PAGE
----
Healthy me: a gender-specific program to address body image concerns and risk factors among preadolescents

McCabe, Marita P, Connaughton, Catherine, Tatangelo, Gemma, Mellor, David and Busija, Lucy 2017, Healthy me: a gender-specific program to address body image concerns and risk factors among preadolescents, Body image, vol. 20, pp. 20-30, doi: 10.1016/j.bodyim.2016.10.007.

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Title Healthy me: a gender-specific program to address body image concerns and risk factors among preadolescents
Author(s) McCabe, Marita P
Connaughton, Catherine
Tatangelo, Gemma
Mellor, DavidORCID iD for Mellor, David
Busija, Lucy
Journal name Body image
Volume number 20
Start page 20
End page 30
Total pages 11
Publisher Elsevier
Place of publication Amsterdam, The Netherlands
Publication date 2017-03
ISSN 1740-1445
Keyword(s) Body esteem
Body image
Healthy eating
Prevention programs
Health Behavior
Personal Satisfaction
Risk Factors
School Health Services
Self Concept
Social Sciences
Science & Technology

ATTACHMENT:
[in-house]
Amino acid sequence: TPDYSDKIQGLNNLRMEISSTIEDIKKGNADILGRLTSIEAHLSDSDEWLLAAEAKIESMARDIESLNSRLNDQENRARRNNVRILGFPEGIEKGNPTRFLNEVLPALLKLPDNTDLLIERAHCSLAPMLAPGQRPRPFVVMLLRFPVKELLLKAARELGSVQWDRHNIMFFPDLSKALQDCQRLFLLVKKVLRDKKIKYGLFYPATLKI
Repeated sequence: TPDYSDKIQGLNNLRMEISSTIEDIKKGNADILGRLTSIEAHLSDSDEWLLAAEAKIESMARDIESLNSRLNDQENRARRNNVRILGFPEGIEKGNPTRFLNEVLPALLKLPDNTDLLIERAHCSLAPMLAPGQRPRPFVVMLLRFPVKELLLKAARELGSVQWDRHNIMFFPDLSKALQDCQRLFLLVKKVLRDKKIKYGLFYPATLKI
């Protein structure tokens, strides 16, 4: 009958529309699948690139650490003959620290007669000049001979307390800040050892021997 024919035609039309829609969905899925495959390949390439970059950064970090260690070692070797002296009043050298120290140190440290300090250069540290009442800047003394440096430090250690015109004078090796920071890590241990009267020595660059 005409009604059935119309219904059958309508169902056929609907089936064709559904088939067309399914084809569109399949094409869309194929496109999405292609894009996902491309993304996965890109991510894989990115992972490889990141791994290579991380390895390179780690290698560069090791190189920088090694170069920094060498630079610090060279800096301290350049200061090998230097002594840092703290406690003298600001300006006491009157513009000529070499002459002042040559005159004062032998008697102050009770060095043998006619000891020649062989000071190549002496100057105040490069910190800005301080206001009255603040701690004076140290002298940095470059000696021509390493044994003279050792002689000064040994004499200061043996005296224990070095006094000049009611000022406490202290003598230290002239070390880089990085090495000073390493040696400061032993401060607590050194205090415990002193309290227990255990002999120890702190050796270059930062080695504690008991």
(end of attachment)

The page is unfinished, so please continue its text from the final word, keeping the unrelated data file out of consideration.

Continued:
Life Sciences & Biomedicine
Psychology, Clinical
Psychology, Multidisciplinary
Prevention program
Negative affect
Sociocultural influences
Weight loss
Summary This study evaluated a gender-specific, school-based program to promote positive body image and address risk factors for body dissatisfaction. In total, 652 children aged 8-10 years participated (335 intervention, 317 wait-list control). Children participated in four 60min sessions and a recap session at three months post-intervention. The broad content areas were body image, peer relationships, media awareness, healthy diet, and exercise. The activities and examples for each session were gender specific. The recap session was an overview of the four sessions. Assessment measures were completed at pre-intervention, post-intervention, and after the recap. Boys and girls in the intervention demonstrated higher muscle esteem and vegetable intake at post-intervention, compared to children in the control condition. Boys and girls demonstrated higher body esteem, muscle esteem and fruit and vegetable intake at the recap. Boys in the intervention demonstrated less investment in masculine gender norms at post-intervention and at recap.
Language eng
DOI 10.1016/j.bodyim.2016.10.007
Field of Research 170199 Psychology not elsewhere classified
11 Medical And Health Sciences
17 Psychology And Cognitive Sciences
16 Studies In Human Society
Socio Economic Objective 970117 Expanding Knowledge in Psychology and Cognitive Sciences
HERDC Research category C1 Refereed article in a scholarly journal
ERA Research output type C Journal article
Copyright notice ©2016, Elsevier Ltd.
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Document type: Journal Article
Collection: Faculty of Health
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